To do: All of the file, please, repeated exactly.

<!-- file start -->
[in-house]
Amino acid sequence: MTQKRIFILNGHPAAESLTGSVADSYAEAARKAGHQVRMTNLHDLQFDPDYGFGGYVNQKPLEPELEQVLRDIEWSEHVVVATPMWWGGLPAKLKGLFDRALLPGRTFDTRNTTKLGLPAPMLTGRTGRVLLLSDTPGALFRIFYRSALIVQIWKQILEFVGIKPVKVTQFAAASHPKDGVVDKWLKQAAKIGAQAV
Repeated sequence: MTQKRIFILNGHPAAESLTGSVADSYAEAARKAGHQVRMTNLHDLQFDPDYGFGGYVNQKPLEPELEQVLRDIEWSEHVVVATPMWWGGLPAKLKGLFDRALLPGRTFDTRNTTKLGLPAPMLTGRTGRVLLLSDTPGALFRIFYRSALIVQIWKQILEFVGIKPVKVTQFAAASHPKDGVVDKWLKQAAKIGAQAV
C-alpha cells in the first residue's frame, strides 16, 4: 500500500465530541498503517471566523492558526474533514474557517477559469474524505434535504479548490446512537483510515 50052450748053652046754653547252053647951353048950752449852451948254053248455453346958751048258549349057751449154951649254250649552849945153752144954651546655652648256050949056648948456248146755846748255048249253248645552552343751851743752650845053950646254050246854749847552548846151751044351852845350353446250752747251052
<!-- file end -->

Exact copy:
[in-house]
Amino acid sequence: MTQKRIFILNGHPAAESLTGSVADSYAEAARKAGHQVRMTNLHDLQFDPDYGFGGYVNQKPLEPELEQVLRDIEWSEHVVVATPMWWGGLPAKLKGLFDRALLPGRTFDTRNTTKLGLPAPMLTGRTGRVLLLSDTPGALFRIFYRSALIVQIWKQILEFVGIKPVKVTQFAAASHPKDGVVDKWLKQAAKIGAQAV
Repeated sequence: MTQKRIFILNGHPAAESLTGSVADSYAEAARKAGHQVRMTNLHDLQFDPDYGFGGYVNQKPLEPELEQVLRDIEWSEHVVVATPMWWGGLPAKLKGLFDRALLPGRTFDTRNTTKLGLPAPMLTGRTGRVLLLSDTPGALFRIFYRSALIVQIWKQILEFVGIKPVKVTQFAAASHPKDGVVDKWLKQAAKIGAQAV
C-alpha cells in the first residue's frame, strides 16, 4: 500500500465530541498503517471566523492558526474533514474557517477559469474524505434535504479548490446512537483510515 50052450748053652046754653547252053647951353048950752449852451948254053248455453346958751048258549349057751449154951649254250649552849945153752144954651546655652648256050949056648948456248146755846748255048249253248645552552343751851743752650845053950646254050246854749847552548846151751044351852845350353446250752747251052